13 May 2007

Reznor Socks It to "The Biz"

In various corners of teh Interwebz and elsewhere, I've been pretty vocal about my disgust about the state of the music industry and today's popular music. The sheer volume of mass-produced, instantly-disposable attempts at music has made buying the CD all but irrelevant and actually gives people an excuse to go out and steal music. While I am strongly in favour of protecting intellectual property rights, it is asking an awful lot of folks these days to spend their hard-earned dollars for a CD that has one or two songs that are remotely "good." That's likely the reason that I've only bought 5 or 6 CDs since moving to Halifax; iTunes has helped me to get the "hits" while avoiding the many, many misses, but the sheer volume of piracy out there is costing the business billions of dollars and thus they're flooding the market in the hopes that enough quantity exists to offset the losses and hide the otherwise-obvious drop in quality.

It is in that vein that I am very glad to see someone like Trent Reznor speaking unabashedly on his website about his own disdain for the business that distributes his art. The Nine Inch Nails mastermind is down in Australia touring right now, and had this to say on his most recent blog post:

As the climate grows more and more desperate for record labels, their answer to their mostly self-inflicted wounds seems to be to screw the consumer over even more. A couple of examples that quickly come to mind:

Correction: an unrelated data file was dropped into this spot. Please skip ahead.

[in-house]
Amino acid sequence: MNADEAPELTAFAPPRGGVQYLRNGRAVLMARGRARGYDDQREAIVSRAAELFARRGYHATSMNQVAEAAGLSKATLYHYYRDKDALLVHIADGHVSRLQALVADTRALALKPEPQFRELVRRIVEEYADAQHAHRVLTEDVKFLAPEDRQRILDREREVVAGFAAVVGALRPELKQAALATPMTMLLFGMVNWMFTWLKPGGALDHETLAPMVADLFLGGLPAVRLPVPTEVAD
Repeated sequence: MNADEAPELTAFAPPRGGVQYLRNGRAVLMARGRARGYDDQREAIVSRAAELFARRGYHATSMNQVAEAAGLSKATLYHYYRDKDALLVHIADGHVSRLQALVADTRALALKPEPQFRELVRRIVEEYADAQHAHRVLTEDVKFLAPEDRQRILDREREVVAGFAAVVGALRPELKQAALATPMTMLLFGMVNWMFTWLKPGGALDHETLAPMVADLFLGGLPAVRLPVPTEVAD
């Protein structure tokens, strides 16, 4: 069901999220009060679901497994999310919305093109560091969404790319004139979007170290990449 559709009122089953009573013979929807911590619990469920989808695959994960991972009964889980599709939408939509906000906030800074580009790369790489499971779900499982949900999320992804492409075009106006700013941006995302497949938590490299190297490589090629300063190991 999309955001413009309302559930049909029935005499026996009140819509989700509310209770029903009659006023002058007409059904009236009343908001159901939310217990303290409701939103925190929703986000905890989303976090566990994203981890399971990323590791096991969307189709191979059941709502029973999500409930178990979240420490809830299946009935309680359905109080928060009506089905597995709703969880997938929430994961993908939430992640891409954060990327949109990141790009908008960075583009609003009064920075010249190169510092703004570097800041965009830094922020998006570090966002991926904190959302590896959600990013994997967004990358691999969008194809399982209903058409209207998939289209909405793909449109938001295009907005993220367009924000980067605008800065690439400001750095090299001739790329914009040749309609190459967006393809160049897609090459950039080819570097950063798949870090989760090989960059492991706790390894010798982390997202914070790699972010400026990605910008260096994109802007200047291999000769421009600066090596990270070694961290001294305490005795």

* The ABSURD retail pricing of Year Zero in Australia. Shame on you, UMG. Year Zero is selling for $34.99 Australian dollars ($29.10 US). No wonder people steal music. Avril Lavigne's record in the same store was $21.99 ($18.21 US).
By the way, when I asked a label rep about this his response was: "It's because we know you have a real core audience that will pay whatever it costs when you put something out - you know, true fans. It's the pop stuff we have to discount to get people to buy." So... I guess as a reward for being a "true fan" you get ripped off.
* The dreaded EURO Maxi-single. Nothing but a consumer rip-off that I've been talked into my whole career. No more. The point is, I am trying my best to make sure the music and items NIN puts in the marketplace have value, substance and are worth you considering purchasing. I am not allowing Capital G to be repackaged into several configurations that result in you getting ripped off. We are planning a full-length remix collection of substance that will be announced soon.

It was announced this morning that Capital G (an awesome song that goes after my favourite living POTUS) is going to be released as a vinyl single in Europe, but it will NOT contain the Halo designation found on all other NIN releases because Reznor wants nothing to do with it. It's purely a record company-driven release, and not representative of what TR wants to have done with the single. Between the song leaks, flash drives, and unique marketing campaign behind the Year Zero concept album, he's already taken a lot of heat from the industry execs, and no doubt this will further fan the flames. I'm looking forward to the real Halo 25 much more than the announced details for the record company's version of Capital G--no doubt their intentions were much the same as what they did with Survivalism: a two-track, a four-track that includes the same B-side, and a vinyl. The record company's cognizance and manipulation of NIN fans' demand was a major piss-off for a lot of fans, myself included, and I am glad that Reznor is aware of this and won't allow his fans to be put through that again.

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